It’s hard enough to make decisions with that trust, Quigley continued, and it’s up to lawmakers to do everything they can to make sure there’s transparency and accountability in the decisions that are made.
“So while they may disagree with these choices we have to make, tough as they are, they at least know that they’re being made for sound reasons and not for something they can’t see, because that cynicism and that skepticism will be the death of us all,” Quigley said.
As part of the overarching issue of transparency, Issa and Quigley said they would be looking at evening out transparency among the three branches of government.
Quigley pointed out that the Supreme Court can overturn legislation passed by Congress and the President, but it’s not possible to watch the arguments on camera.
“It’s just absolutely ridiculous,” Quigley said. “I have genuine concerns that the new administration will be at times very, very difficult about this. I have concerns that not just transparency issues, but a respect for other branches is going to be a real challenge, particularly the courts. I’m sure there will be something in the next week or so that will reflect that.”
In the meantime, Quigley said, his hope is that there will be cooperation and assistance as the new Congress moves forward, because “there’s a lot of other issues we need to get to on transparency.”
Issa pointed out that there is some level of transparency in Congress and in the executive branch — and he admitted that there is an argument about having more — but in the judicial branch “you don’t even get to find out that a judge in a circuit has committed some act for which the circuit has decided to take cases away from them, or even begin a process and ultimately that information is withheld from Congress in many cases unless it is otherwise publicly available, so even the possibility of impeachment doesn’t occur until or unless these acts become public.”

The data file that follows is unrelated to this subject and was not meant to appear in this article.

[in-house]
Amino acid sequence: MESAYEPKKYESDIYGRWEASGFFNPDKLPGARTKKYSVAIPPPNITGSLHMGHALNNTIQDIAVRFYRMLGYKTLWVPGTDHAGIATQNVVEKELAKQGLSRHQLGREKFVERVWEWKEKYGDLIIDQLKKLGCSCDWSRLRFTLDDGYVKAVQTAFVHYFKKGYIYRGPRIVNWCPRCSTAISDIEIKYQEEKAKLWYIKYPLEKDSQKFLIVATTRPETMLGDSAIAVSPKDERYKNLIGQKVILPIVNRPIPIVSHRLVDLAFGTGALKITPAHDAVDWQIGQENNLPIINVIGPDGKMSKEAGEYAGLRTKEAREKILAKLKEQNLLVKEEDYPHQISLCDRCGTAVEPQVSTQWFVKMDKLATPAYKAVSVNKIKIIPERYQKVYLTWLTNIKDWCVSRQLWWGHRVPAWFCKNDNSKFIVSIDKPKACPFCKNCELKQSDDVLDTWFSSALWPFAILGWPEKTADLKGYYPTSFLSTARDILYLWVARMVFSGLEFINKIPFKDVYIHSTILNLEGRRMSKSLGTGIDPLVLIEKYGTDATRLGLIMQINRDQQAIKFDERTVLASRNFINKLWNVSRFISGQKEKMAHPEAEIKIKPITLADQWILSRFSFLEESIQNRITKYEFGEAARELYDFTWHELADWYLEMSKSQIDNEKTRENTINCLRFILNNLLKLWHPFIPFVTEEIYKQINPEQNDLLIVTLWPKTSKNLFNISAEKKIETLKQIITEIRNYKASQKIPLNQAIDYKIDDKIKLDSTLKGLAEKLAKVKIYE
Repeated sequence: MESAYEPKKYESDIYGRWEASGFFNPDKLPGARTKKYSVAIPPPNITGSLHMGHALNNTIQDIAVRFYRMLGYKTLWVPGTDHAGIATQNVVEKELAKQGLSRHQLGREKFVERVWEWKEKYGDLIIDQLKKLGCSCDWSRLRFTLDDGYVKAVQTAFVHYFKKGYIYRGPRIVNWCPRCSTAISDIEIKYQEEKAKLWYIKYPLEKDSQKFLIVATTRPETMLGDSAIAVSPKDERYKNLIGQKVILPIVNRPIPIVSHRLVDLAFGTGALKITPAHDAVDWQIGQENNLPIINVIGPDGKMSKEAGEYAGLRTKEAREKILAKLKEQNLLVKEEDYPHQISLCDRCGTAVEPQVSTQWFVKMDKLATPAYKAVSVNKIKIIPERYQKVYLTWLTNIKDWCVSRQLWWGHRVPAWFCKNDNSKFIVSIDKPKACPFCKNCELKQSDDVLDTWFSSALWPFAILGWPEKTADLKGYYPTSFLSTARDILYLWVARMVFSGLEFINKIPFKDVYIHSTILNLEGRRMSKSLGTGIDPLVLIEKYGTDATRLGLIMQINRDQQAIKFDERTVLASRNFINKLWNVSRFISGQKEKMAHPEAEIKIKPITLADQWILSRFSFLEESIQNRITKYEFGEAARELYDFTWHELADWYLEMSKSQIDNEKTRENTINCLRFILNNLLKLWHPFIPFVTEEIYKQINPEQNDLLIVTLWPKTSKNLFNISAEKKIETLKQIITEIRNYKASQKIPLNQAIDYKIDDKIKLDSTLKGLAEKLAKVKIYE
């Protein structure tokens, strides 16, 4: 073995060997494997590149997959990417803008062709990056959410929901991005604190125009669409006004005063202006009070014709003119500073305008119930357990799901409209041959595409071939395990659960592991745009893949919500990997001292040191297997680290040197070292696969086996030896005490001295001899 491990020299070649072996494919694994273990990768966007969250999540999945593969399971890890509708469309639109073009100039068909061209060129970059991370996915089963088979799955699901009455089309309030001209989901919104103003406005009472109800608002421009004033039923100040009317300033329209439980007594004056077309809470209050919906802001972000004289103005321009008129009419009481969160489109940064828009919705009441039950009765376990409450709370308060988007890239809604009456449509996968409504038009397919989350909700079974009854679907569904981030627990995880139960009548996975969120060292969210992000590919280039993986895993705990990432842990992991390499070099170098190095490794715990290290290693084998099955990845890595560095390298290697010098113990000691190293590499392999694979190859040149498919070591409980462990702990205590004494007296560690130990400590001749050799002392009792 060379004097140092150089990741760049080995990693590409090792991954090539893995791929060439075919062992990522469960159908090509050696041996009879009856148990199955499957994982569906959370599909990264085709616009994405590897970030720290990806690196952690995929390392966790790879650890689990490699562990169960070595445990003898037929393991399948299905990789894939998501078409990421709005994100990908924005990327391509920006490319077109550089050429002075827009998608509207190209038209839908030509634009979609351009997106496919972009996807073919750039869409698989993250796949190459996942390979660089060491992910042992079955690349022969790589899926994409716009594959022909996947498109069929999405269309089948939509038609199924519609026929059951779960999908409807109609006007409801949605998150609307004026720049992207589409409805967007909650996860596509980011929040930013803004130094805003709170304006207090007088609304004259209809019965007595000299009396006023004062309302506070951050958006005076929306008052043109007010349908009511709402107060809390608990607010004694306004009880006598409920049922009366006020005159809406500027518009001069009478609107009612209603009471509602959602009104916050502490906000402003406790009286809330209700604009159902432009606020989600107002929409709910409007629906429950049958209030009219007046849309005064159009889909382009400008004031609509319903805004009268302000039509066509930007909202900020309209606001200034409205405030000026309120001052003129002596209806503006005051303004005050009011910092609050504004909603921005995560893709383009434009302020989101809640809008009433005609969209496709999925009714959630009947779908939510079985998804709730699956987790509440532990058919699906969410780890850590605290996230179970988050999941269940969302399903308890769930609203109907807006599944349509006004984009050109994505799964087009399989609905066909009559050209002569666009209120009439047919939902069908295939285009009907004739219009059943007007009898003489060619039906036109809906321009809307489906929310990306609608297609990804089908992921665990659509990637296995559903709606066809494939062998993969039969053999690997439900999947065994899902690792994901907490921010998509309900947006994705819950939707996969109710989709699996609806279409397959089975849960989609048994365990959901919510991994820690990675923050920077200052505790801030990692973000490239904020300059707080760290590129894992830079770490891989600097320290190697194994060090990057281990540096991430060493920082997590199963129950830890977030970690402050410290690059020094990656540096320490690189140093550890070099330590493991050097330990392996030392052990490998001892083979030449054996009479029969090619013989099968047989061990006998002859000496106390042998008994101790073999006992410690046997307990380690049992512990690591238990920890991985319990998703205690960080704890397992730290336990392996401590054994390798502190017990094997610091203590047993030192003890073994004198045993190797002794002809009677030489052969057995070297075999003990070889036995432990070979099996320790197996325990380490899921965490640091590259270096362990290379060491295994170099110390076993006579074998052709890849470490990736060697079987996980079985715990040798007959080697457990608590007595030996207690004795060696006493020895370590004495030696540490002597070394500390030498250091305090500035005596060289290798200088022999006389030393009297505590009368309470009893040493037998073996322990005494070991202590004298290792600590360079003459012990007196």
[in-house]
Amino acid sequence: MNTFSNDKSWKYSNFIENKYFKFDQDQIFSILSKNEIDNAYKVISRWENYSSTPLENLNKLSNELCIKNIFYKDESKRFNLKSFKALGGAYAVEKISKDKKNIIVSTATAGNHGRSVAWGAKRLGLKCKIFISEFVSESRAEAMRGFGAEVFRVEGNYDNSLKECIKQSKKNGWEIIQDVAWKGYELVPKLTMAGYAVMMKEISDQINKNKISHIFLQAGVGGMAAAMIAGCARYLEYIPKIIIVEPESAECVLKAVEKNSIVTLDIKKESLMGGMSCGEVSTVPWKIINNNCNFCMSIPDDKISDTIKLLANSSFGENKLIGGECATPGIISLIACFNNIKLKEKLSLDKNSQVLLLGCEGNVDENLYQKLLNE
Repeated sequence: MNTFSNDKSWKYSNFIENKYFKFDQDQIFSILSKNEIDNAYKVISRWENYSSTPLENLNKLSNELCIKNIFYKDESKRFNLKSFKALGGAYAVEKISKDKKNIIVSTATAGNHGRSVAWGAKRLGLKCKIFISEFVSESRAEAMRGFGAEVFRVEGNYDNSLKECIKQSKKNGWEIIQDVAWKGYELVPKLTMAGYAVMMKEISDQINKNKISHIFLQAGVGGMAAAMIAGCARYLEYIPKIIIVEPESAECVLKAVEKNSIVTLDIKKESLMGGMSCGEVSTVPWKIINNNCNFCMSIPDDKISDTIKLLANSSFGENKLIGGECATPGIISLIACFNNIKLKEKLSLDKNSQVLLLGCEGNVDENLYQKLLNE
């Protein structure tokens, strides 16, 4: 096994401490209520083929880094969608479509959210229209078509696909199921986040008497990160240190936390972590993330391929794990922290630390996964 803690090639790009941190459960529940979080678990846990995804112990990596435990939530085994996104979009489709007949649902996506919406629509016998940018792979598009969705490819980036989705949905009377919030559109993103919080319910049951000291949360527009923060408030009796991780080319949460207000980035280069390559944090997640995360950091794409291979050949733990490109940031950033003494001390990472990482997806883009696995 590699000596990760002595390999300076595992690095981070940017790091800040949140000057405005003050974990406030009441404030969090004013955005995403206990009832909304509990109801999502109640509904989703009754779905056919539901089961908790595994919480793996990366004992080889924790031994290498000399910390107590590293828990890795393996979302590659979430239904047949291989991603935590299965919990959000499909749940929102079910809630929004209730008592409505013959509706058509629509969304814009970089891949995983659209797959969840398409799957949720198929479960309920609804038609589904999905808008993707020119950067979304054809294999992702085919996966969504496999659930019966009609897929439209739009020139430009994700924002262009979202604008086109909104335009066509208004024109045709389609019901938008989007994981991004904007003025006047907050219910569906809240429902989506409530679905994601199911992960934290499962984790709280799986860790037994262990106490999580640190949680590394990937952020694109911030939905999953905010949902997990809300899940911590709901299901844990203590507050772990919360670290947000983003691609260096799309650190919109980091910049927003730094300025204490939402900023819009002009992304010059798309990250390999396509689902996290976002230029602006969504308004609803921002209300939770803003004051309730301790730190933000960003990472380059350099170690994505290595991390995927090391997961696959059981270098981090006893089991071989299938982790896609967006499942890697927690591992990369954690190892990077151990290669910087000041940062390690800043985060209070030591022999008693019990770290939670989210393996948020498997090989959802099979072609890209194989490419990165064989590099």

There are no cameras nor audio recordings in most federal courtrooms, Issa said, so when looking at the three branches, the question the data transparency world should ask is, “Why isn’t there some level of consistency?”
Continuity is also something the two congressmen said they would be working on.
Quigley said he hoped his Republican colleagues would push for transparency of the new administration just as they did for the previous one.
Issa said he agreed with his fellow congressman, and said it was important to act quickly and use the momentum started by “stalwarts” like himself, Chaffetz, Rep. Jim Jordan (R-Ohio) and Rep. Mark Meadows (R-N.C.)
“If we can be backed up, we become a majority. The Democrats who for partisan reasons might have a reason, or they might be genuine about transparency, the Republicans who were on the record for transparency whether it was partisan or genuine, who now are trapped in a position of either being hypocrites or being consistent, and you only get that chance when there’s a change in the administration,” Issa said. “I think we need to use it.”
Michael Horowitz, Justice Department's inspector general, testifies at a House hearing in 2012. (AP Photo/J. Scott Applewhite)